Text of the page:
A young Palestinian’s story shows peace is still possible.
By Yousef Bashir | The New York Times | Apr 26, 2019
I wish we could talk. I would tell him that I want to do my part to make peace between our peoples more possible, the way my father taught me. I would tell him that I have forgiven him.
I was born and raised in the Gaza Strip. For years, my “neighbors” were Israeli soldiers based in the Kfar Darom settlement across the road from my house. Although the settlement was illegally established, my father taught me never to feel hostility toward the soldiers. They were the children of Abraham, as were we Palestinians.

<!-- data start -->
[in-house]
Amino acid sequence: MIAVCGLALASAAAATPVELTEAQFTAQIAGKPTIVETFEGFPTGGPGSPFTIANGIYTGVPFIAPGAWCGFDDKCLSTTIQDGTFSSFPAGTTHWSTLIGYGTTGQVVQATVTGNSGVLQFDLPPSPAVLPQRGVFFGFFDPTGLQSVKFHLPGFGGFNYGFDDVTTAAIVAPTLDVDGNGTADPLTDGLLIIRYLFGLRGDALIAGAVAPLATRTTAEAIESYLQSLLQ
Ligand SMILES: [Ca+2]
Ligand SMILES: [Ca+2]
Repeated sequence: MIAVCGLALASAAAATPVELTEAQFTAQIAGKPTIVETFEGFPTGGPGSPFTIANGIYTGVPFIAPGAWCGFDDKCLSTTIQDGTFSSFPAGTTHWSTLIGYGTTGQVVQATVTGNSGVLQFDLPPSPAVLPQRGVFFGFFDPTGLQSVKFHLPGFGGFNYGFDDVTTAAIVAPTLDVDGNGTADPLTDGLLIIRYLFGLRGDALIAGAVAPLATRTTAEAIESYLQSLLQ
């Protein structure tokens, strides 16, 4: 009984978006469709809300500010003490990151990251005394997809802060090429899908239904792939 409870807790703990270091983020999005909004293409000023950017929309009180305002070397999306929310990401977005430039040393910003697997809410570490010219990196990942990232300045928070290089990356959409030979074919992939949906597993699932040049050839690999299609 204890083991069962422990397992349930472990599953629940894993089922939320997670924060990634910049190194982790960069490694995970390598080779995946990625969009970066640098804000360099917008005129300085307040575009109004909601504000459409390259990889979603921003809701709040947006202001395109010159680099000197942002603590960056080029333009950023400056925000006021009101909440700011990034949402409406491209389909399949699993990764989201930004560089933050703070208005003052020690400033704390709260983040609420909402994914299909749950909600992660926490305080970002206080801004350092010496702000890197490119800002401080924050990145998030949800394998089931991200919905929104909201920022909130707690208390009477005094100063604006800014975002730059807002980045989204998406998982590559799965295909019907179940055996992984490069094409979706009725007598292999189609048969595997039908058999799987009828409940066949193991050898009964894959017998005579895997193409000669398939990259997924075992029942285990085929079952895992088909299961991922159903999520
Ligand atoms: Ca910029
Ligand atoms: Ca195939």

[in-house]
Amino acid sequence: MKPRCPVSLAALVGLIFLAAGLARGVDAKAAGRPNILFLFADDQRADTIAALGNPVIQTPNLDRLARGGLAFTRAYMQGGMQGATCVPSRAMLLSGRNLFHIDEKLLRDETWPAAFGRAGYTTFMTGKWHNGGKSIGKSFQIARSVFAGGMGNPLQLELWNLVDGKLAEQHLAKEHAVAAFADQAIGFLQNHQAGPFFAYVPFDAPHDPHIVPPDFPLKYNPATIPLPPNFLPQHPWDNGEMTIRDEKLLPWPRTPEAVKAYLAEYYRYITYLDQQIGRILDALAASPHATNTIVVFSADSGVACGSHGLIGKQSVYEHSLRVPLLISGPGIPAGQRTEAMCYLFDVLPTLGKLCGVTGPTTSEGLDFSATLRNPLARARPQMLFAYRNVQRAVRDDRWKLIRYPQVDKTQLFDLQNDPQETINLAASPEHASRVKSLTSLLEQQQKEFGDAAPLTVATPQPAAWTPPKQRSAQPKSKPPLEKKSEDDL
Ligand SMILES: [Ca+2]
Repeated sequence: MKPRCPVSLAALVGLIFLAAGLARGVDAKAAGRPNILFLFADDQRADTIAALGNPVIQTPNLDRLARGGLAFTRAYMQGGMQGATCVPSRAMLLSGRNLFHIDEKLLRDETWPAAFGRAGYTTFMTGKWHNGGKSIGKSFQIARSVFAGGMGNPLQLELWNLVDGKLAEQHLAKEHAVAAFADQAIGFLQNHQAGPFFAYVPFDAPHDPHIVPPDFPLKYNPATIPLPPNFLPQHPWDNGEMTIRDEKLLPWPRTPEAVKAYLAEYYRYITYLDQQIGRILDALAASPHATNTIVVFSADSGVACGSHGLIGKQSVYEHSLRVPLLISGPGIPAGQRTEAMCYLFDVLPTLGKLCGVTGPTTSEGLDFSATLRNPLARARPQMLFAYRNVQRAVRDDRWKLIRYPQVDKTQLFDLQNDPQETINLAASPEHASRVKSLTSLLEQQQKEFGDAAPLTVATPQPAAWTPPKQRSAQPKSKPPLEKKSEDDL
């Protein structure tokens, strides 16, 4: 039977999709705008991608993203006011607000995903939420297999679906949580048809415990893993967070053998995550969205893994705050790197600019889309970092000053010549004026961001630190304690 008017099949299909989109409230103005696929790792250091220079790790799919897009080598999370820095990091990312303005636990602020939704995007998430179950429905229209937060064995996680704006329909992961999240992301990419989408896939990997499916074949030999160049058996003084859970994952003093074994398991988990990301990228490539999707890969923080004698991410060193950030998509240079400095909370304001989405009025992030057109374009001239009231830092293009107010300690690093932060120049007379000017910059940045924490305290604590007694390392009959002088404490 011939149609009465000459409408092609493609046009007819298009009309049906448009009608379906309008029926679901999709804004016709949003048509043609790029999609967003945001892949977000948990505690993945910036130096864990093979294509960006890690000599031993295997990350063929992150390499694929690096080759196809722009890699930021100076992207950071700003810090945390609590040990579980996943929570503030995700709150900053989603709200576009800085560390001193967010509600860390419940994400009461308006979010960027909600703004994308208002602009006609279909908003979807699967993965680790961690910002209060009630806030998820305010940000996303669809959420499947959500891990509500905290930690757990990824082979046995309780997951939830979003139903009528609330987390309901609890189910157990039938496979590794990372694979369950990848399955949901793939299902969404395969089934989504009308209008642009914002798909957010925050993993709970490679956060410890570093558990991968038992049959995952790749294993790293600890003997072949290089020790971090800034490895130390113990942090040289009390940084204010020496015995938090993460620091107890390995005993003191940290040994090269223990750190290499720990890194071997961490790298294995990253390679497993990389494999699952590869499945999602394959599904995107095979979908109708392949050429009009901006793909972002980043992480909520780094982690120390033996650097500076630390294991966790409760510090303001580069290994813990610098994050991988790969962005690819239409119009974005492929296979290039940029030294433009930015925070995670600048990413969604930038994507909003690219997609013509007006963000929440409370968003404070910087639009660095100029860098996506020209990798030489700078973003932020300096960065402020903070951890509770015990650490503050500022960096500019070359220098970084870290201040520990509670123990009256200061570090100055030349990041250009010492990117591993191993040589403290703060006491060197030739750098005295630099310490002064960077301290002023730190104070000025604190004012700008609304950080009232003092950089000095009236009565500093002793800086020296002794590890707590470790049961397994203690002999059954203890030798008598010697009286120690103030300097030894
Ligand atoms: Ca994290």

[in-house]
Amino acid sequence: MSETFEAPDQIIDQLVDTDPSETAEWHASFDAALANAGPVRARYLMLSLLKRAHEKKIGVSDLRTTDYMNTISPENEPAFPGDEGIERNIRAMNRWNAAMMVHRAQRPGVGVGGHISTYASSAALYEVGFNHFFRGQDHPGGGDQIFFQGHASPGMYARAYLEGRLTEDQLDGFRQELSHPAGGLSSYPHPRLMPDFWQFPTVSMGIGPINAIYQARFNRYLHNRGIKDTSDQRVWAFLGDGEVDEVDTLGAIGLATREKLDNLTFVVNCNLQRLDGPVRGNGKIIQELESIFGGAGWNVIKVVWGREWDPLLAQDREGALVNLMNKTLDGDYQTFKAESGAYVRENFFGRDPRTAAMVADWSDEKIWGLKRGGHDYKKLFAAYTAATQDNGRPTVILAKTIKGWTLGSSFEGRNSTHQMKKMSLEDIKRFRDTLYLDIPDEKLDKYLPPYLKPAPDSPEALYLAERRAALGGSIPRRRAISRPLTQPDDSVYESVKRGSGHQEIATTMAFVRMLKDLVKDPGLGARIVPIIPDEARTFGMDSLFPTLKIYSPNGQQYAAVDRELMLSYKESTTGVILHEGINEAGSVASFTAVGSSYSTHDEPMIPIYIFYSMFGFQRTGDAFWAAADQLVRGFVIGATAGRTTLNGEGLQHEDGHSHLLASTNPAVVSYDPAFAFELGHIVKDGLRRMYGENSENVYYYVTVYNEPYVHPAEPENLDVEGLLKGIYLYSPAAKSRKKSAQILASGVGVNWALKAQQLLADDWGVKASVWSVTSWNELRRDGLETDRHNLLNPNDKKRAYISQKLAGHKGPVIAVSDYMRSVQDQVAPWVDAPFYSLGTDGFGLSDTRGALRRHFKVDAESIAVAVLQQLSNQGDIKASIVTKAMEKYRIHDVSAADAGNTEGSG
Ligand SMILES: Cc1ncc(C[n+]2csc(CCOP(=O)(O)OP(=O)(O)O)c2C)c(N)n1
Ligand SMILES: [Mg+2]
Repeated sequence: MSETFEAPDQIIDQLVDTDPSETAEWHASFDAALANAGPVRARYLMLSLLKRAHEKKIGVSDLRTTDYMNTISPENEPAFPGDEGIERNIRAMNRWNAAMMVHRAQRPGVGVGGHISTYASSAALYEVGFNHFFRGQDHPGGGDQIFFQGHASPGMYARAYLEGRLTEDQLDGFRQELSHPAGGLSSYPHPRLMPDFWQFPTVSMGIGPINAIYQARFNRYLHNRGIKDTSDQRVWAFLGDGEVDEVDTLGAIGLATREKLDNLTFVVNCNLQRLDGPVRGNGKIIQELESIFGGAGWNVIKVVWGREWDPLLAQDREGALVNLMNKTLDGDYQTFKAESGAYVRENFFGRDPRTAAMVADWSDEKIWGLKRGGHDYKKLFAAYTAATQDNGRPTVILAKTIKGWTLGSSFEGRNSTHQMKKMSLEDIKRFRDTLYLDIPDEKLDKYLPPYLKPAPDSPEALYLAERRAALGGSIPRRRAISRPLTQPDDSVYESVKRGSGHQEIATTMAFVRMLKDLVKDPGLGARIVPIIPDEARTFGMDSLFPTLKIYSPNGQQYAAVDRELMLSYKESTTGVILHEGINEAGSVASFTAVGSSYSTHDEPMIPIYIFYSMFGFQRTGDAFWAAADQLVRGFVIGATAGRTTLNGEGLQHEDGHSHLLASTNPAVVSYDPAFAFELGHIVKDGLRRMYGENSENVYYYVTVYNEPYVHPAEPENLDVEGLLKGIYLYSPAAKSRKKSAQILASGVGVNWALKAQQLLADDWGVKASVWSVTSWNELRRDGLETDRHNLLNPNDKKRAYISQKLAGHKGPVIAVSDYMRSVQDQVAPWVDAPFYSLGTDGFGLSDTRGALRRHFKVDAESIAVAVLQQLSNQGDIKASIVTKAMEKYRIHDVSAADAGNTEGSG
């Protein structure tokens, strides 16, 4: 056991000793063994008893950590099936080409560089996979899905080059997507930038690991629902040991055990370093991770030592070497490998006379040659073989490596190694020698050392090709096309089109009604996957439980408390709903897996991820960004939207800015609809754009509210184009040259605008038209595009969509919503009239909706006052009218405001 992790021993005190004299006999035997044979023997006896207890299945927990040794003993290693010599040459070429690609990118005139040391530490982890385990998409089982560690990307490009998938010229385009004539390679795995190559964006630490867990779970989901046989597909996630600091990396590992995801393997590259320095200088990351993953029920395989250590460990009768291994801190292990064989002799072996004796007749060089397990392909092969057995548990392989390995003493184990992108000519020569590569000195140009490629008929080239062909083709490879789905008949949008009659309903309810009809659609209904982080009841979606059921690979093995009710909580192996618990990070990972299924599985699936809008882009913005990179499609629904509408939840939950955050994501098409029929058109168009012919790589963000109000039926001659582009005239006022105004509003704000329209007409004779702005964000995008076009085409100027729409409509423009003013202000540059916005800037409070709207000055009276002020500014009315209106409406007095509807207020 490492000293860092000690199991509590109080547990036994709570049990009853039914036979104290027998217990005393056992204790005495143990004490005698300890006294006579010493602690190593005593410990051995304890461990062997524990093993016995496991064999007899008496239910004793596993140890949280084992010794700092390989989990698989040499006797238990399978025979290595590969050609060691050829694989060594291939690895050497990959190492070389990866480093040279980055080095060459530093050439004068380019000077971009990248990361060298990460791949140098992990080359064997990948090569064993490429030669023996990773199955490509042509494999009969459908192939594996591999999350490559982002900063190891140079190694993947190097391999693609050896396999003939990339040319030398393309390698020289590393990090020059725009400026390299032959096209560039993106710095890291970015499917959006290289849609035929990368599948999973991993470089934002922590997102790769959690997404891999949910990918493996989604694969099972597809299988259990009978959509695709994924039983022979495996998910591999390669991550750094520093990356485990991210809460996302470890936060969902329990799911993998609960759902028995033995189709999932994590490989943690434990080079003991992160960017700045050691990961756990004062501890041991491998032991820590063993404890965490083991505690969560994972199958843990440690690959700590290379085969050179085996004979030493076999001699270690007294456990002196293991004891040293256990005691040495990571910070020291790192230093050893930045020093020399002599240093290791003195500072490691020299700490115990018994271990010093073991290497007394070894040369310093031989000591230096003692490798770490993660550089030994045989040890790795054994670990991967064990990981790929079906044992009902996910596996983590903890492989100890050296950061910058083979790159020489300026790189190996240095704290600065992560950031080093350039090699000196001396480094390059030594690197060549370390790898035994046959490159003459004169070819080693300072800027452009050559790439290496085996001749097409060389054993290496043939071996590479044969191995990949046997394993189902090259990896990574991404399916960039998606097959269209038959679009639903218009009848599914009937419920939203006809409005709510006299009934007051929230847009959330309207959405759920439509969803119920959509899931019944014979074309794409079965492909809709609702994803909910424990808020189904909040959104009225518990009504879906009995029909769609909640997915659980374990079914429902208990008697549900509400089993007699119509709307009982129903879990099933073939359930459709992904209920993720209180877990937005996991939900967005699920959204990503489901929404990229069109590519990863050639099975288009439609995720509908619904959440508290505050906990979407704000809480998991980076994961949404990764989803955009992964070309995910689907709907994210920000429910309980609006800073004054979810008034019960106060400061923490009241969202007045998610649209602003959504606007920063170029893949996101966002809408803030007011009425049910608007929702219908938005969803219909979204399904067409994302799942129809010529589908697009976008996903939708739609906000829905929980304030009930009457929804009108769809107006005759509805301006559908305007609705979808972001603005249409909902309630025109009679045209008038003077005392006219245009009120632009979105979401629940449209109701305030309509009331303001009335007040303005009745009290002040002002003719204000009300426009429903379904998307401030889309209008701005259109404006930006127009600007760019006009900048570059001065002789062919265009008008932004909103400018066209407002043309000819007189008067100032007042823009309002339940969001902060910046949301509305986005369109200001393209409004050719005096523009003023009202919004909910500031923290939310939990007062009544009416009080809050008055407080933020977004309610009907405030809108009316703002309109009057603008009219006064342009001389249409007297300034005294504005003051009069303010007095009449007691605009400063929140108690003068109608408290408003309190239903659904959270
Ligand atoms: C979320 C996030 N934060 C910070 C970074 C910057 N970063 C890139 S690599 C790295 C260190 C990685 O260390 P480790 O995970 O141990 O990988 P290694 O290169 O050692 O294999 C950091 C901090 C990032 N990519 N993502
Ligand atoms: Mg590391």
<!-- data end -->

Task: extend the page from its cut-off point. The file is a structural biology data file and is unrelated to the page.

But in September 2000, when I was 11 years old, all that changed. One night after dinner, the soldiers started shooting at our kitchen windows. As we crawled to the center of the house, I could see the bullets ricocheting around me.
Soon after, the soldiers told my father that it was time for him to leave. They wanted to use our house as a command center. My father politely but firmly refused: “I am a peaceful man. I am not your enemy. There is no need for me to leave. If it is not safe for us in our own home, then it will not be safe for us anywhere.”
As punishment for refusing to go, the soldiers made us their virtual prisoners. They took over the second and third floors, and the rooftop. My family — my grandmother, my parents and eight of us children — were no longer allowed to go upstairs or into our backyard. We were told that anyone who broke the rules would be shot. At night we were often locked in the living room; sometimes we were kept there for a week or two at a time. When we needed to use the bathroom, we had to be accompanied by a soldier.